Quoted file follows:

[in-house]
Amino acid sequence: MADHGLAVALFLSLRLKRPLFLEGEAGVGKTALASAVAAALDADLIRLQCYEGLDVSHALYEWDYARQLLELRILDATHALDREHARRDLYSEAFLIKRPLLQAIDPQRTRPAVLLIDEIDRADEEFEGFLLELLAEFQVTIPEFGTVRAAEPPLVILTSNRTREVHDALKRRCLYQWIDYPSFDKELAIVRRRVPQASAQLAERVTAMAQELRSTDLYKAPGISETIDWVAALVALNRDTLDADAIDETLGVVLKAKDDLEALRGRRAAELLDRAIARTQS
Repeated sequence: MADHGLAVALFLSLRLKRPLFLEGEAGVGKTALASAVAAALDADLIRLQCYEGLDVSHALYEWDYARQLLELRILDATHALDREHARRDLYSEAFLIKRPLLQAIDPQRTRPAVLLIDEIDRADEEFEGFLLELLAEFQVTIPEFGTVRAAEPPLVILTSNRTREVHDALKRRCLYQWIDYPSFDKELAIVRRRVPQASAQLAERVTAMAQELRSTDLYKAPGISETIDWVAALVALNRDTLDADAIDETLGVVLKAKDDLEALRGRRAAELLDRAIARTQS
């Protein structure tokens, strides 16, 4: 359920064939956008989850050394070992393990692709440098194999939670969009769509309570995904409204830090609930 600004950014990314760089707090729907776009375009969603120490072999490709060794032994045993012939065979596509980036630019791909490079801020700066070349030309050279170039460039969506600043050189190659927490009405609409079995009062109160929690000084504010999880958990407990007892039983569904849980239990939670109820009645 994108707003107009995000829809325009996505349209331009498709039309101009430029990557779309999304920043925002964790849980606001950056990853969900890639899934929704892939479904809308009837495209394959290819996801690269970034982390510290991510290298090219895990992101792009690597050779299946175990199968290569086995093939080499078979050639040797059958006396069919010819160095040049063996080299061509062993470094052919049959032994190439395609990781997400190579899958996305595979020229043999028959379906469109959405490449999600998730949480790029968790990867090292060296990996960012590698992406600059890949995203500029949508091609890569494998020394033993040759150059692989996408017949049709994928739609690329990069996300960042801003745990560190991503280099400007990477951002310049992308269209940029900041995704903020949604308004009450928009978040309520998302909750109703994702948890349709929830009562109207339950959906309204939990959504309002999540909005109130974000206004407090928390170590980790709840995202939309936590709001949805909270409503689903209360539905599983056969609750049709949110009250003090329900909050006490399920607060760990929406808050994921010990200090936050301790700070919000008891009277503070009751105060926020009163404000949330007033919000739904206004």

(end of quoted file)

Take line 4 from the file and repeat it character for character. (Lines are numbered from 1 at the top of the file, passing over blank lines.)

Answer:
């Protein structure tokens, strides 16, 4: 359920064939956008989850050394070992393990692709440098194999939670969009769509309570995904409204830090609930 600004950014990314760089707090729907776009375009969603120490072999490709060794032994045993012939065979596509980036630019791909490079801020700066070349030309050279170039460039969506600043050189190659927490009405609409079995009062109160929690000084504010999880958990407990007892039983569904849980239990939670109820009645 994108707003107009995000829809325009996505349209331009498709039309101009430029990557779309999304920043925002964790849980606001950056990853969900890639899934929704892939479904809308009837495209394959290819996801690269970034982390510290991510290298090219895990992101792009690597050779299946175990199968290569086995093939080499078979050639040797059958006396069919010819160095040049063996080299061509062993470094052919049959032994190439395609990781997400190579899958996305595979020229043999028959379906469109959405490449999600998730949480790029968790990867090292060296990996960012590698992406600059890949995203500029949508091609890569494998020394033993040759150059692989996408017949049709994928739609690329990069996300960042801003745990560190991503280099400007990477951002310049992308269209940029900041995704903020949604308004009450928009978040309520998302909750109703994702948890349709929830009562109207339950959906309204939990959504309002999540909005109130974000206004407090928390170590980790709840995202939309936590709001949805909270409503689903209360539905599983056969609750049709949110009250003090329900909050006490399920607060760990929406808050994921010990200090936050301790700070919000008891009277503070009751105060926020009163404000949330007033919000739904206004």